Variability of plasma drug concentrations — A reply


Dear Sir, Dr. Jack and his colleagues have castigated us in the correspondence columns of several journals for seeking to 'protect the poor metaboliser', particularly in respect to the use of metoprolol (Jack et al. 1983a, b, c, d; Jack and Wilkins 1984). Although our definitive reply has recently appeared in the British Journal of Clinical Pharmacology (Lennard et al. 1984), we list here some of the salient points: 1. The contribution of oxidative polymorphism to the overall elimination of metoprolol is not small (Lennard et al. 1983). 2. Although variability in the plasma concentrations of lipid-soluble drugs is common, at least in some cases it is now possible to explain much of this variability on the basis of genetic control of drug oxidation. 3. Large variability in the plasma concentrations of many drugs may not be dangerous but it may be sufficient to cause non-complitance if so-called minor side-effects are ignored by the physician. Adjustment of drug dosage on the basis of clinical effects is difficult even for the careful physician. 4. Adverse drug reaction monitoring schemes are not controlled prospective studies and often concentrate on more serious drug effects rather than troublesome 'side-effects'. Although there is no evidence of a greater incidence of the latter using drugs with wide variability, such as propranolol and metoprolol, compared to polar drugs like atenolol, neither is there good evidence that there are no differences. Until the appropriate studies are done it would seem prudent to keep an open mind. 5. Relationships between plasma concentrations of beta-blockers, decrease in exercise heart rate and control of angina are well-established. The fact . that PM's and EM's of metoprolol show 3-4 fold differences in degree of beta-blockade at 24 h after a standard dose has obvious implications for the choice of dosage interval and the need, or otherwise, for sustained-release dosage forms. On the other hand, no amount of pharmaceutical technology will offset a 6-fold difference in AUC in PM's and EM's of metoprolol. Variability in plasma drug concentrations is certainly no justification for denying the benefits of a drug either retrospectively once it is on the market or prospectively during its development. However, other factors being equal and if there is a choice of compound, those showing less variability may be easier to use and should be preferred.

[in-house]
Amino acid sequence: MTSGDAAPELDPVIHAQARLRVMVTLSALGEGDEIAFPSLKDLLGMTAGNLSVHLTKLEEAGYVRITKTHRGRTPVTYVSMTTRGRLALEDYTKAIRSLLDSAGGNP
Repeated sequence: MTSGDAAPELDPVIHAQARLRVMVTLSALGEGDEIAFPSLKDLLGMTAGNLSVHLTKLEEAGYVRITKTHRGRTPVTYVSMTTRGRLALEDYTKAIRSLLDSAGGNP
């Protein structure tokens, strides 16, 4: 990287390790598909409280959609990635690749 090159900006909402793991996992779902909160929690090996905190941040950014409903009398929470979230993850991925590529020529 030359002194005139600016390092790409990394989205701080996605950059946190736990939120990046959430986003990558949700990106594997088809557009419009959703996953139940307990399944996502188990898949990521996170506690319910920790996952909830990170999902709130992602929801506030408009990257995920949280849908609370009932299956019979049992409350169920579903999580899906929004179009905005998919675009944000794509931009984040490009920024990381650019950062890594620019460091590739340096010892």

DOI: 10.1007/BF00543508

Cite this paper

@article{Lennard1984VariabilityOP, title={Variability of plasma drug concentrations — A reply}, author={Martin S. Lennard and Prof Rod Jackson and Lawrence E Ramsay and Geoffrey T. Tucker and Hugh Feidhlim Woods}, journal={European Journal of Clinical Pharmacology}, year={1984}, volume={26}, pages={659-659} }